Knightley’s party – the southernmost – in fear of being cut off,
retired, and came on a few men of the 2nd Brigade under two
officers, one of them badly wounded. The whole party opened fire upon
the handful of isolated Turks who, as was told above, were in rear of
them, and these began to run away. At dusk the southern party made its
way back towards Bolton’s Ridge.
full story of the remnant of the main line which Bennett had organised
upon Pine Ridge will never be known. Many of the officers had been
killed. Captain Strachan of the 6th had fallen upon Bolton’s
Hill, and Major Hamilton upon one of the spurs of the Pine. Many of the
brave band upon Pine Ridge were never heard of again.
The Official History of Australia in
the war of 1914 – 1918. The Story of Anzac. Volume 1. C. E. W. Bean.
University of Queensland Press, page 420. (source 1)
the Australians at the southern end of the ridge, some of them well down
its forward slope, finding Turks behind them, fell back before sunset to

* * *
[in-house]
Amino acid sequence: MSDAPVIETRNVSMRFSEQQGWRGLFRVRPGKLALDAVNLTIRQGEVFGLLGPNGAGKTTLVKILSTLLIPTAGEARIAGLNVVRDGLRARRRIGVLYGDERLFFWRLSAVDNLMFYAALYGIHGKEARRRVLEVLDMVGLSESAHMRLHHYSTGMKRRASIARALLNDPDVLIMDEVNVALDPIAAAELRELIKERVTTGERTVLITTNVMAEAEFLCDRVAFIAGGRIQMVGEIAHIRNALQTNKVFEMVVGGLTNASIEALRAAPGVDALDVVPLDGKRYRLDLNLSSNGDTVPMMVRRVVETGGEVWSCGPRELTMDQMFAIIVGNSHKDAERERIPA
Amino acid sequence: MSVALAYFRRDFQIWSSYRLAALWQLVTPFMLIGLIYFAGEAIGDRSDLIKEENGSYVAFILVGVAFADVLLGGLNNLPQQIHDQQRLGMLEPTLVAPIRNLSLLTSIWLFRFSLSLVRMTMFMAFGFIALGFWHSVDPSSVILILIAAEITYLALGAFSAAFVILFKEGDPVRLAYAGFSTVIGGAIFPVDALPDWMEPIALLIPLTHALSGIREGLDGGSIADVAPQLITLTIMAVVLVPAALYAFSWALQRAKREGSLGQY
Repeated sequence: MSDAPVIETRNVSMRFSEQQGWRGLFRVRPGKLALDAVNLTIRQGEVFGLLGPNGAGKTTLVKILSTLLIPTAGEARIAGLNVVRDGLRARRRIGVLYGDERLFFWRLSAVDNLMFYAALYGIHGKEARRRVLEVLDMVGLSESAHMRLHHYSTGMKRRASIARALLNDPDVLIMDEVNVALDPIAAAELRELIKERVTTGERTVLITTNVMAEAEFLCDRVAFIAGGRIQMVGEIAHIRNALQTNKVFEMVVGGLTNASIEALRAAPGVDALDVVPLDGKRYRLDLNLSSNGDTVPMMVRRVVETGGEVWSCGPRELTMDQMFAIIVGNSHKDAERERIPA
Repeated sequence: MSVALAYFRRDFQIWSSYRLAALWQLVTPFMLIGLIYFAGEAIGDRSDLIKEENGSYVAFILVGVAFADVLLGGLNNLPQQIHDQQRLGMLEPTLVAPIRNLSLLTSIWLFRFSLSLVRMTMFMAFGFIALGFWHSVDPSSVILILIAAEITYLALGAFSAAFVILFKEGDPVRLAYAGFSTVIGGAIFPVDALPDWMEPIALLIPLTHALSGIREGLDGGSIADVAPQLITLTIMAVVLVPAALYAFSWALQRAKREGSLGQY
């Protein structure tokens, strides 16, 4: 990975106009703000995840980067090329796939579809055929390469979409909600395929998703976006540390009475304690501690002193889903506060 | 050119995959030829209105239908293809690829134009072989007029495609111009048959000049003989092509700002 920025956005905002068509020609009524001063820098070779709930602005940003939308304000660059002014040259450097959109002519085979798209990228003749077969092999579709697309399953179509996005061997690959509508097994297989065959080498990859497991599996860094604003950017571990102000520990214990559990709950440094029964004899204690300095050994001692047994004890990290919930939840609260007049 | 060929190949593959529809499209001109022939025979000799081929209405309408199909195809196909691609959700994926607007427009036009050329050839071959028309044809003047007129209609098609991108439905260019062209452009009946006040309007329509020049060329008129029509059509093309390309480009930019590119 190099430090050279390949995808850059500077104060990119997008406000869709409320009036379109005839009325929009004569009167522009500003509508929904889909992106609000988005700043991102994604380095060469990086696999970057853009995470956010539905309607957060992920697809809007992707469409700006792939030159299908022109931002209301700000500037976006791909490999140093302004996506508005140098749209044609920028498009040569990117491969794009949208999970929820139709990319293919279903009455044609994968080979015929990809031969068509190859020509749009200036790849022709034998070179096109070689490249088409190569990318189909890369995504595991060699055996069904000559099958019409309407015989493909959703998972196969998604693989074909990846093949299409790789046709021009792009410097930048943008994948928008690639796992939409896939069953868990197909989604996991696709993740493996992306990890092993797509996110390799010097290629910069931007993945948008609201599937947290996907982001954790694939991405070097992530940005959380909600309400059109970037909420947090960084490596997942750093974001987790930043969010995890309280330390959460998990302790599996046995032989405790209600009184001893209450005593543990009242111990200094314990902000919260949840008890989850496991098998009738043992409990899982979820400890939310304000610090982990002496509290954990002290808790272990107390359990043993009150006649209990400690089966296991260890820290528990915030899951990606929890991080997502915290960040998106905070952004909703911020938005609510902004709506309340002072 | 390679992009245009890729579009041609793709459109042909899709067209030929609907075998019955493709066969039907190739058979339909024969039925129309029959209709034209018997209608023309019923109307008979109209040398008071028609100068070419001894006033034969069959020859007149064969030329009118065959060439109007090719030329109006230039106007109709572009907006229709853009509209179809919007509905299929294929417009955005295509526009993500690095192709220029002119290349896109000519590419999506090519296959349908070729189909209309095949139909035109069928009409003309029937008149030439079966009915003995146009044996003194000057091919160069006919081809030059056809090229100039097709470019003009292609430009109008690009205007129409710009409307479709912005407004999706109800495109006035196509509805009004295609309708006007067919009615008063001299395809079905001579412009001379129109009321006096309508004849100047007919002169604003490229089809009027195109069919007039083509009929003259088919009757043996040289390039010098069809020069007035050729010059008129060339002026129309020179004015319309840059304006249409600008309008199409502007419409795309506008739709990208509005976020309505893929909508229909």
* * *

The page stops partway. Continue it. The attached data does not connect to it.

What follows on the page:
the first and highest of the five ridges, Bolton’s, where the main line
of that flank was digging in. Farther north many of Bennett’s three
hundred, himself among them, had been hit and had struggled back to the
main line, or at least to the washaways on the rear slope of Pine Ridge,
where they waited for stretcher-bearers of for the dark. But, of those
who were still holding that part of the ridge when the Turks advanced,
no word came.
Gallipoli Mission C. E. W. Bean.
Halstead Press Pty Ltd, page 150. (source 83)
1922 the Graves Exhumation Party found a disc, badges, stars and
numerals belonging to Strachan. These were forwarded to his widow
on 15 December 1922.
B2455 STRACHAN, W L, Army
Service papers, National Archives of Australia (source 8)